A handler and a working dog’s training is ongoing. What are you and Solo working on now?
Solo is an experienced cadaver dog now, but that doesn’t mean he doesn’t need to practice. And training is the fun part of this work. He’s also getting older (he’ll be ten in March), so I’m slowly trying to train him to work on water, a skill that will still challenge his nose but not require quite as much stamina as covering fifty acres of dense woods in the summer. David and I have a new German hepherd pup as well, Coda, who has kept me awake at night stewing about brand-new training challenges. It feels as though I’m starting all over from the beginning with her. There’s a term for it, of course: “second-dog syndrome.” Each dog is different. As one of my mentors said, gently reminding me of my early training: “Solo’s on automatic pilot now.” Dogs make you live in the present, and forget what came before. Coda, the new pup, has an amazing nose and loves the game of search, but has an independent streak. That’s working dog-training shorthand for not entirely caring about what I think. In the long run, that independence will be an advantage. If she realizes we are a team. If I learn to communicate with her. Right now, she’s busting my chops daily. When I’m utterly frustrated with myself and with her, I look over at Solo, lying calmly, looking at me with devotion. He’s now the good one. We might get there yet with her.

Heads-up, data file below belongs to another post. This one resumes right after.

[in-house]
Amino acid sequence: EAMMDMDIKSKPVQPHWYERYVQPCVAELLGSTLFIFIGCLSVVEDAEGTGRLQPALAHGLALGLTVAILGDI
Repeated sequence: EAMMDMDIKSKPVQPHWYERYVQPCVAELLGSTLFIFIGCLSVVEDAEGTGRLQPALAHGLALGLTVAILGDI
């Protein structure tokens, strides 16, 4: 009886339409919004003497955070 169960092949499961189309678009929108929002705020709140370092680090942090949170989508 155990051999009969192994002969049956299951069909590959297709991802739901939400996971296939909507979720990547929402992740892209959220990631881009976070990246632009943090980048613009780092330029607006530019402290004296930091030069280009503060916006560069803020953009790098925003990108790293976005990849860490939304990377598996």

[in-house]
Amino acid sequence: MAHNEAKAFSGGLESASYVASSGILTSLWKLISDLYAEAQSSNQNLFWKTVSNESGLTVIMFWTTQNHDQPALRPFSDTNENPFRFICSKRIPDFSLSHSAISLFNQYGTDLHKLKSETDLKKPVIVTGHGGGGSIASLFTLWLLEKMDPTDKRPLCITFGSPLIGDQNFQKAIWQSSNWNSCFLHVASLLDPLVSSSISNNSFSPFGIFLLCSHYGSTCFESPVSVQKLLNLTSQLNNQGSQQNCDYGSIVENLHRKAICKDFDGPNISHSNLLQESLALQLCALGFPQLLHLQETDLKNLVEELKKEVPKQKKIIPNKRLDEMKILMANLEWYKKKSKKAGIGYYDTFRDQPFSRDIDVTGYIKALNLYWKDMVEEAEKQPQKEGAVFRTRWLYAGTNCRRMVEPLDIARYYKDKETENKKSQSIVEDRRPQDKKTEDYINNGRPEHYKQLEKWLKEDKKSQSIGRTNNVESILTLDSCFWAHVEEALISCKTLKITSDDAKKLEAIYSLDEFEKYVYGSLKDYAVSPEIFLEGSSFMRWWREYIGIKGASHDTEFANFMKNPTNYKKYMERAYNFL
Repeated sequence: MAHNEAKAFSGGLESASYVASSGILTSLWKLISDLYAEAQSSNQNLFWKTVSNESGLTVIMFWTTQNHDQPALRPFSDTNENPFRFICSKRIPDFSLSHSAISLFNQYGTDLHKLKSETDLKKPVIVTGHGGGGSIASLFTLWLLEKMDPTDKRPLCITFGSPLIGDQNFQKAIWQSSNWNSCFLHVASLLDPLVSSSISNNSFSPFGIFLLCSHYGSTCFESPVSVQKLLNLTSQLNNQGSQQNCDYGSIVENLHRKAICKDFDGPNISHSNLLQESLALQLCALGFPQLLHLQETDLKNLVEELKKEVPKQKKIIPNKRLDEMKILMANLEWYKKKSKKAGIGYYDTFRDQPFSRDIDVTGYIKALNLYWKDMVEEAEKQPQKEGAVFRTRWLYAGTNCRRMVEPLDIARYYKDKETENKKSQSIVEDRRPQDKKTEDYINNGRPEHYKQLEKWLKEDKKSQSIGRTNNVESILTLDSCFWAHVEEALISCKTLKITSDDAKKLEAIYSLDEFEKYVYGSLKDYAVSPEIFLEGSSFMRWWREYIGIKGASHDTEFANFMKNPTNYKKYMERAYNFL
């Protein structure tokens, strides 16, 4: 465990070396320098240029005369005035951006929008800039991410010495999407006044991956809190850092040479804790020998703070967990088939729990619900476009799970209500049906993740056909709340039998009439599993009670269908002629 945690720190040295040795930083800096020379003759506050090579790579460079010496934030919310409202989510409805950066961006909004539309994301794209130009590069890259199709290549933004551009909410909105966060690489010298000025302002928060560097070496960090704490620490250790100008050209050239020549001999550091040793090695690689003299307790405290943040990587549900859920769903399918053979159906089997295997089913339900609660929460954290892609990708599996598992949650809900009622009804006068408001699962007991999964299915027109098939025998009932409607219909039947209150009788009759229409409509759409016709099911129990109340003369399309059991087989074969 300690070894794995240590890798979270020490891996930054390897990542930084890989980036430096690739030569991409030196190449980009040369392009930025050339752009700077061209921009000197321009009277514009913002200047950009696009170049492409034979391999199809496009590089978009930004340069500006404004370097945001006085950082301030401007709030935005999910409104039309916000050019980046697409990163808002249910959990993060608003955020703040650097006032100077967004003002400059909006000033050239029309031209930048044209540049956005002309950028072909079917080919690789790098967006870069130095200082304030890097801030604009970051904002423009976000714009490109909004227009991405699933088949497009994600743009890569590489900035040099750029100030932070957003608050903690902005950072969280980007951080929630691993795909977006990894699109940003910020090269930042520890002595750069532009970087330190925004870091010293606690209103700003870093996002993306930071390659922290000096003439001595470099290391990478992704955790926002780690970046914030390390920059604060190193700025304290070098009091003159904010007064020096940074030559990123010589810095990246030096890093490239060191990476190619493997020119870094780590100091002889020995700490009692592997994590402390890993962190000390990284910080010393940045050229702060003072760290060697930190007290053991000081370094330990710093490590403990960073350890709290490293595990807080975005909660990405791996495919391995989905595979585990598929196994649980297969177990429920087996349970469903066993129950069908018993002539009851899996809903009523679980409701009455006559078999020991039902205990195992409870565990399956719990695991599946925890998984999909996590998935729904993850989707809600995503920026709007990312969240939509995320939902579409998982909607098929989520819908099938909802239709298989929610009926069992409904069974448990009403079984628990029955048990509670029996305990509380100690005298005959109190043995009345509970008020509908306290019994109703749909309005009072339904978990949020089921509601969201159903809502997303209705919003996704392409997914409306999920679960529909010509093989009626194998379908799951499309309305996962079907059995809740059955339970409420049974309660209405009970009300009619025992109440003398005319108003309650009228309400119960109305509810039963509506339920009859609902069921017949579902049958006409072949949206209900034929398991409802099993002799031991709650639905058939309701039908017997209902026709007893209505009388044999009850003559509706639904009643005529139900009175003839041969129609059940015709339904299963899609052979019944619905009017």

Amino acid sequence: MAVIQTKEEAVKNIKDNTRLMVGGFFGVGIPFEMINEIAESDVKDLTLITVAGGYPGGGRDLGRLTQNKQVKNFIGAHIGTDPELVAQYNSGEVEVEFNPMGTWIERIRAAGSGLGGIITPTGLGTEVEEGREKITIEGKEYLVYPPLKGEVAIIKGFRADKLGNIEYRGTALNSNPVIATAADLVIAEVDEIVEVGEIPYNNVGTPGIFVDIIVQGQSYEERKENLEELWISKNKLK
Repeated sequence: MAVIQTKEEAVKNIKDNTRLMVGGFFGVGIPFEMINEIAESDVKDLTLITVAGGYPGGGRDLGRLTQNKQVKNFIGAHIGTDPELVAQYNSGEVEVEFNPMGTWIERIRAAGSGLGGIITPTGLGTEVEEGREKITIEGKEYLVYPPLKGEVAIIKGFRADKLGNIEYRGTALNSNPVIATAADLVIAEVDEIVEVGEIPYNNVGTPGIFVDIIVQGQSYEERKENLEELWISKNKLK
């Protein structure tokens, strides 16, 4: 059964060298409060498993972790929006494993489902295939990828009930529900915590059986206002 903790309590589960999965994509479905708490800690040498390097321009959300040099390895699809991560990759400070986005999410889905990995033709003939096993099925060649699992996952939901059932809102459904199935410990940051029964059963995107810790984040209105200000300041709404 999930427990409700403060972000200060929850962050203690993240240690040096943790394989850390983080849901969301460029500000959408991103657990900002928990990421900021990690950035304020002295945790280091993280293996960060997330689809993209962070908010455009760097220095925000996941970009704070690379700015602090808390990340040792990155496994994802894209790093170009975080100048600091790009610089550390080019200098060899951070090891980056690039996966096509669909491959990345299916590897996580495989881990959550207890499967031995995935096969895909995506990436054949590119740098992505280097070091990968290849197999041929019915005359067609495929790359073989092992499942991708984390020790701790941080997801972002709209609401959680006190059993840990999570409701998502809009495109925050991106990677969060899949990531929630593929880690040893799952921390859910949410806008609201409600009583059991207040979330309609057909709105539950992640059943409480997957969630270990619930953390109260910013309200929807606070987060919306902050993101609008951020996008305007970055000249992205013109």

Working dog training appears to be very much “a man's world.” What was it like for you, starting to train in that world?
It was hard at first. The vast majority of handlers and trainers in law enforcement are men. The same is true for sworn officers generally. In the first months, I found my heart pounding when I showed up for K9 training with a police unit, though I tried to hide it. A couple of years after I started, one handler admiringly noted my “zen calm.” I had to laugh and admit it was closer to “frozen fear.”
As the years go by, it’s less difficult. The handlers and trainers like Solo. I try to be true to who I am: I'm a woman who likes working dogs and likes to train. I don’t want to be a law enforcement dog handler. It’s not a job I could do. And while I have some close professional relationships and real mentors in that world, boundaries are still important. I work hard to stay out of the way during aggression training, to not get in the middle of work conversations. If it’s a regular training and not a seminar, I don’t follow handlers to lunch or dinner break. Their world is unrelentingly 24/7.
Any group—whether it’s K9 handlers, or cops, or college faculty, or AKC confirmation breeders—is going to have its rituals and its special language. It’s going to have people who welcome you in and mentor you, and those who prefer to keep you at a distance, or even eye you with suspicion. I understand all those reactions, and I feel incredibly lucky that I’ve had several great mentors in law enforcement K9. It’s more work, no matter what, to have an outsider around when you are training law enforcement dogs. It can be challenging work, especially if you are doing it right, and really working the handlers and dogs so they are learning new skills. It doesn’t even matter whether that person is from another agency or a volunteer female handler like me. I have the same reaction when someone sits in on a class I’m teaching. I have to think more about what I’m doing.
Now, I have two K9 law enforcement units that I train with regularly. I’m fortunate. They are very different from each other, and I learn different things from each of them. It’s been more than seven years now since I started training regularly with law enforcement teams and watching at seminars. But it always feels new. I still get a thrill from watching the joy of a new handler who realizes for the first time what his dog’s nose can do.